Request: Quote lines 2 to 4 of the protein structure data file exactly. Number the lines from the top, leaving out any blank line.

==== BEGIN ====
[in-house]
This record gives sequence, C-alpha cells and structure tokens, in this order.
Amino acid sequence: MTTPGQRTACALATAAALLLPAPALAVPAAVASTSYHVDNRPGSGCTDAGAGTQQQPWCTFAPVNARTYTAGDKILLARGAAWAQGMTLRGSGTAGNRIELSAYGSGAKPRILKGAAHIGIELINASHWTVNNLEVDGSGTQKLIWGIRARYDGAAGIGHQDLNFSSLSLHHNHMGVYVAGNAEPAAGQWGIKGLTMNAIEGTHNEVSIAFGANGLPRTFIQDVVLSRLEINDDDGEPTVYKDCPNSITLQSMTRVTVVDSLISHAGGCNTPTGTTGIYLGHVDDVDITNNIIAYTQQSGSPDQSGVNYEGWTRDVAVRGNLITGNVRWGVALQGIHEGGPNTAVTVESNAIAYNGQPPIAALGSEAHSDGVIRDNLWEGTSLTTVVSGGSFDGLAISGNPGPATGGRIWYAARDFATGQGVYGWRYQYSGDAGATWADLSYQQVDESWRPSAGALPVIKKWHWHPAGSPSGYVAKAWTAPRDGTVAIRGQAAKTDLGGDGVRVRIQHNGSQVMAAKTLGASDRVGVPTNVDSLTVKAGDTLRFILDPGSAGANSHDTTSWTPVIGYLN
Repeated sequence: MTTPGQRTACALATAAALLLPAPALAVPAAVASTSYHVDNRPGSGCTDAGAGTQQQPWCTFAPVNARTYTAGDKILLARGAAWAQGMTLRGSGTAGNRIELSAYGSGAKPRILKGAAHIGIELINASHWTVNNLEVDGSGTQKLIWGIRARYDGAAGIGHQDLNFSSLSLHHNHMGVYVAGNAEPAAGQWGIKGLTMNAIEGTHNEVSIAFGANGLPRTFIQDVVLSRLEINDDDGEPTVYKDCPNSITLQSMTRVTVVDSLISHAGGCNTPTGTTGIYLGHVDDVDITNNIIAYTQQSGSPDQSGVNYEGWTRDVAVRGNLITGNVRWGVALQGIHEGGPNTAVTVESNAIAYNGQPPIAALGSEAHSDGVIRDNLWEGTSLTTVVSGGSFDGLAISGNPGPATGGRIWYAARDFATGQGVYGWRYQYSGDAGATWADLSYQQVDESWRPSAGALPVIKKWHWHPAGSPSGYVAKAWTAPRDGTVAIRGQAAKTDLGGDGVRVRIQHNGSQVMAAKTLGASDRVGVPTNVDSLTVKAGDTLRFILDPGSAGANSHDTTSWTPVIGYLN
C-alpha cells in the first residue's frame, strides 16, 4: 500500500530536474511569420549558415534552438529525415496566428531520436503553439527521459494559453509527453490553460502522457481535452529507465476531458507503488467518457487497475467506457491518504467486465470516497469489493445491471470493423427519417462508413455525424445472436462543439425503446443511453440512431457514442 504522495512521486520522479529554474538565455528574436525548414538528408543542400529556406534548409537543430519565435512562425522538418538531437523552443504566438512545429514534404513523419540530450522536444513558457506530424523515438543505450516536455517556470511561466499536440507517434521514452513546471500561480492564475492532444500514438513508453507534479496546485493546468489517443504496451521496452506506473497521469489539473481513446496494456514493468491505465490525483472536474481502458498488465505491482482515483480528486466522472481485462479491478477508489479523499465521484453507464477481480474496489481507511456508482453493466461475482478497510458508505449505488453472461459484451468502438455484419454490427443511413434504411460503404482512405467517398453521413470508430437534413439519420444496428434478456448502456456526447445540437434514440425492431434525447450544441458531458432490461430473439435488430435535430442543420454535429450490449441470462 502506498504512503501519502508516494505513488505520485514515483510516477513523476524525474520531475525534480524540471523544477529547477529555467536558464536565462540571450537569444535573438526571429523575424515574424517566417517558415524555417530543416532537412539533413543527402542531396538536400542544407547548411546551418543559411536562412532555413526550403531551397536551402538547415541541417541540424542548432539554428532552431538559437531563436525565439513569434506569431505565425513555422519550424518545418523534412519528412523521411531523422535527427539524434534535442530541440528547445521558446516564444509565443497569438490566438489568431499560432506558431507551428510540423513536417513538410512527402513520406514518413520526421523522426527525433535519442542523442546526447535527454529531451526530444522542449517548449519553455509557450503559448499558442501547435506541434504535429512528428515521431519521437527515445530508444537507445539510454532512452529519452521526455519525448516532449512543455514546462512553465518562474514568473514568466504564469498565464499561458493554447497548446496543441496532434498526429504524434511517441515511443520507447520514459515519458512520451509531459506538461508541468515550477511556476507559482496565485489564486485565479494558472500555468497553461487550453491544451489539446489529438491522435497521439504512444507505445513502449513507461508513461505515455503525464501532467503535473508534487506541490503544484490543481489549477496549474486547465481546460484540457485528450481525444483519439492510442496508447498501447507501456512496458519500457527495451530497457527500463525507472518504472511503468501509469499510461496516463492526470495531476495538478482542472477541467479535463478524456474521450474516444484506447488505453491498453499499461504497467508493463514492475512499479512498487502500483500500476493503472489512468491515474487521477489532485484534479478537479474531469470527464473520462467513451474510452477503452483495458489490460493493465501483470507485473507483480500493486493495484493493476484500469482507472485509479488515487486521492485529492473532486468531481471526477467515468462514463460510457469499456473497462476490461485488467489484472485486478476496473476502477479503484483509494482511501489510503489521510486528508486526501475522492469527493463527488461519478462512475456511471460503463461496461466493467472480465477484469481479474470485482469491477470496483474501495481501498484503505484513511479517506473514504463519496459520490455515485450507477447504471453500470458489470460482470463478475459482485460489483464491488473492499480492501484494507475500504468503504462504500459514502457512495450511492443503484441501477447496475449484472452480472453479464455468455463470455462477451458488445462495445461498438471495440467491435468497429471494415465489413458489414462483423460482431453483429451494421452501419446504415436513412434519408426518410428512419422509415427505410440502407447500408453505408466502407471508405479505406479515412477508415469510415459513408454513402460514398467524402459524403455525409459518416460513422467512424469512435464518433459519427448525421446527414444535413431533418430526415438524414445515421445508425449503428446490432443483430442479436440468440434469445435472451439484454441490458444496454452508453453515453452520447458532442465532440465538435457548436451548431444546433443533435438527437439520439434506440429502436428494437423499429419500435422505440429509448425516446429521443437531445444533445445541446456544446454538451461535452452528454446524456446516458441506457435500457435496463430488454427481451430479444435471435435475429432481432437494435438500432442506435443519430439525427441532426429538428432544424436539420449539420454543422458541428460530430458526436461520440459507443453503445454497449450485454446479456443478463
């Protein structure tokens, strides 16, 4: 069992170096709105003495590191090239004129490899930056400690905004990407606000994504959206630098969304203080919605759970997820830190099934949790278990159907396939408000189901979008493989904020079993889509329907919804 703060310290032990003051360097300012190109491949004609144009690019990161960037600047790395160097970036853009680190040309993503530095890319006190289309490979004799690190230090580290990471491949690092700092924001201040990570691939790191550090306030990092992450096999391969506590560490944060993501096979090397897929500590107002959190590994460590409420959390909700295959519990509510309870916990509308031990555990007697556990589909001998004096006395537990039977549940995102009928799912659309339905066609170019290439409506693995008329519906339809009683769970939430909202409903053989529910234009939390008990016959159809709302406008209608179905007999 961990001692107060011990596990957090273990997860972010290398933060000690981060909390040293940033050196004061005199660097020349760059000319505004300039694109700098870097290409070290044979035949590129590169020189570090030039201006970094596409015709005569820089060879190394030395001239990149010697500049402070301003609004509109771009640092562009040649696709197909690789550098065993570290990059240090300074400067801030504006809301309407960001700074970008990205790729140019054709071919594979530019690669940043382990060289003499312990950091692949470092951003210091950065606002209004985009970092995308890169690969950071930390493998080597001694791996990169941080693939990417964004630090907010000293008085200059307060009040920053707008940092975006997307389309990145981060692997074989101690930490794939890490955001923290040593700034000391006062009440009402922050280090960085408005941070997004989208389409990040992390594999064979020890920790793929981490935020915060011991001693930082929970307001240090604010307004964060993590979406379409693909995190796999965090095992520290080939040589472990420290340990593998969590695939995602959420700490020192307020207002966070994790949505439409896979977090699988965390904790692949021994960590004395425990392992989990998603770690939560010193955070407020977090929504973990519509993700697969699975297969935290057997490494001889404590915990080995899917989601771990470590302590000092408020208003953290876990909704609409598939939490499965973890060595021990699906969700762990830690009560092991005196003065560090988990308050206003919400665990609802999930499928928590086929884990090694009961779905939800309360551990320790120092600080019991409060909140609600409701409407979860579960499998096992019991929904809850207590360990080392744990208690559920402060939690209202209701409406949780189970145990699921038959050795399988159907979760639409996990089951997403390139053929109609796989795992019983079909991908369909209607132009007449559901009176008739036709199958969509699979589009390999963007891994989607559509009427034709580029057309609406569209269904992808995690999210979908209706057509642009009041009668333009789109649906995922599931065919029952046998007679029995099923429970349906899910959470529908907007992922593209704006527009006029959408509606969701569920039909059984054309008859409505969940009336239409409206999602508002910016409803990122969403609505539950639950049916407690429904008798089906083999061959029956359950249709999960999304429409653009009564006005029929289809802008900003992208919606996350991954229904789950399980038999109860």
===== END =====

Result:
This record gives sequence, C-alpha cells and structure tokens, in this order.
Amino acid sequence: MTTPGQRTACALATAAALLLPAPALAVPAAVASTSYHVDNRPGSGCTDAGAGTQQQPWCTFAPVNARTYTAGDKILLARGAAWAQGMTLRGSGTAGNRIELSAYGSGAKPRILKGAAHIGIELINASHWTVNNLEVDGSGTQKLIWGIRARYDGAAGIGHQDLNFSSLSLHHNHMGVYVAGNAEPAAGQWGIKGLTMNAIEGTHNEVSIAFGANGLPRTFIQDVVLSRLEINDDDGEPTVYKDCPNSITLQSMTRVTVVDSLISHAGGCNTPTGTTGIYLGHVDDVDITNNIIAYTQQSGSPDQSGVNYEGWTRDVAVRGNLITGNVRWGVALQGIHEGGPNTAVTVESNAIAYNGQPPIAALGSEAHSDGVIRDNLWEGTSLTTVVSGGSFDGLAISGNPGPATGGRIWYAARDFATGQGVYGWRYQYSGDAGATWADLSYQQVDESWRPSAGALPVIKKWHWHPAGSPSGYVAKAWTAPRDGTVAIRGQAAKTDLGGDGVRVRIQHNGSQVMAAKTLGASDRVGVPTNVDSLTVKAGDTLRFILDPGSAGANSHDTTSWTPVIGYLN
Repeated sequence: MTTPGQRTACALATAAALLLPAPALAVPAAVASTSYHVDNRPGSGCTDAGAGTQQQPWCTFAPVNARTYTAGDKILLARGAAWAQGMTLRGSGTAGNRIELSAYGSGAKPRILKGAAHIGIELINASHWTVNNLEVDGSGTQKLIWGIRARYDGAAGIGHQDLNFSSLSLHHNHMGVYVAGNAEPAAGQWGIKGLTMNAIEGTHNEVSIAFGANGLPRTFIQDVVLSRLEINDDDGEPTVYKDCPNSITLQSMTRVTVVDSLISHAGGCNTPTGTTGIYLGHVDDVDITNNIIAYTQQSGSPDQSGVNYEGWTRDVAVRGNLITGNVRWGVALQGIHEGGPNTAVTVESNAIAYNGQPPIAALGSEAHSDGVIRDNLWEGTSLTTVVSGGSFDGLAISGNPGPATGGRIWYAARDFATGQGVYGWRYQYSGDAGATWADLSYQQVDESWRPSAGALPVIKKWHWHPAGSPSGYVAKAWTAPRDGTVAIRGQAAKTDLGGDGVRVRIQHNGSQVMAAKTLGASDRVGVPTNVDSLTVKAGDTLRFILDPGSAGANSHDTTSWTPVIGYLN